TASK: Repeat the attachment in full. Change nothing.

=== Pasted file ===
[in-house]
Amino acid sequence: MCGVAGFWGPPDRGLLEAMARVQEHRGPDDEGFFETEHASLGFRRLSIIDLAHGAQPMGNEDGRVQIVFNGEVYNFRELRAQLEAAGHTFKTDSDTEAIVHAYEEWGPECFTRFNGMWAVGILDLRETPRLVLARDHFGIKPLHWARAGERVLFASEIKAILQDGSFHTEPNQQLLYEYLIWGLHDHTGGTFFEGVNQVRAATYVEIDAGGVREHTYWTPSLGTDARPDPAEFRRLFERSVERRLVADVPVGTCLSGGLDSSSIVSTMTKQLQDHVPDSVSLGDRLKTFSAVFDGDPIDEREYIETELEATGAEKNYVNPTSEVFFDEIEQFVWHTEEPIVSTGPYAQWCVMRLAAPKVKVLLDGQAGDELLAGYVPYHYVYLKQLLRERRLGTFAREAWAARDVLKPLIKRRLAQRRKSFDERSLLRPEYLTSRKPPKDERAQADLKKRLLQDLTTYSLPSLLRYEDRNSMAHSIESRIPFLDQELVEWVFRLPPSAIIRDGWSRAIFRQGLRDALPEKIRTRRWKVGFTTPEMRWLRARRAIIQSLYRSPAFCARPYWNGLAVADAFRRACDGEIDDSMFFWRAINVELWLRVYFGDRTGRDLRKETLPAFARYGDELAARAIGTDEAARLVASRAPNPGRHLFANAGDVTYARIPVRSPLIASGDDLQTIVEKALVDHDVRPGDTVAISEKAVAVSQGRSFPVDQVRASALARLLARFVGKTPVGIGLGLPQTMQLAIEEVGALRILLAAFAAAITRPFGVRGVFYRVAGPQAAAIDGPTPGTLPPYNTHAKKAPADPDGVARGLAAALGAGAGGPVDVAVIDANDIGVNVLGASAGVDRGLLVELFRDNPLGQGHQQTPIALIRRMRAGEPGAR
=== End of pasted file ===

[in-house]
Amino acid sequence: MCGVAGFWGPPDRGLLEAMARVQEHRGPDDEGFFETEHASLGFRRLSIIDLAHGAQPMGNEDGRVQIVFNGEVYNFRELRAQLEAAGHTFKTDSDTEAIVHAYEEWGPECFTRFNGMWAVGILDLRETPRLVLARDHFGIKPLHWARAGERVLFASEIKAILQDGSFHTEPNQQLLYEYLIWGLHDHTGGTFFEGVNQVRAATYVEIDAGGVREHTYWTPSLGTDARPDPAEFRRLFERSVERRLVADVPVGTCLSGGLDSSSIVSTMTKQLQDHVPDSVSLGDRLKTFSAVFDGDPIDEREYIETELEATGAEKNYVNPTSEVFFDEIEQFVWHTEEPIVSTGPYAQWCVMRLAAPKVKVLLDGQAGDELLAGYVPYHYVYLKQLLRERRLGTFAREAWAARDVLKPLIKRRLAQRRKSFDERSLLRPEYLTSRKPPKDERAQADLKKRLLQDLTTYSLPSLLRYEDRNSMAHSIESRIPFLDQELVEWVFRLPPSAIIRDGWSRAIFRQGLRDALPEKIRTRRWKVGFTTPEMRWLRARRAIIQSLYRSPAFCARPYWNGLAVADAFRRACDGEIDDSMFFWRAINVELWLRVYFGDRTGRDLRKETLPAFARYGDELAARAIGTDEAARLVASRAPNPGRHLFANAGDVTYARIPVRSPLIASGDDLQTIVEKALVDHDVRPGDTVAISEKAVAVSQGRSFPVDQVRASALARLLARFVGKTPVGIGLGLPQTMQLAIEEVGALRILLAAFAAAITRPFGVRGVFYRVAGPQAAAIDGPTPGTLPPYNTHAKKAPADPDGVARGLAAALGAGAGGPVDVAVIDANDIGVNVLGASAGVDRGLLVELFRDNPLGQGHQQTPIALIRRMRAGEPGAR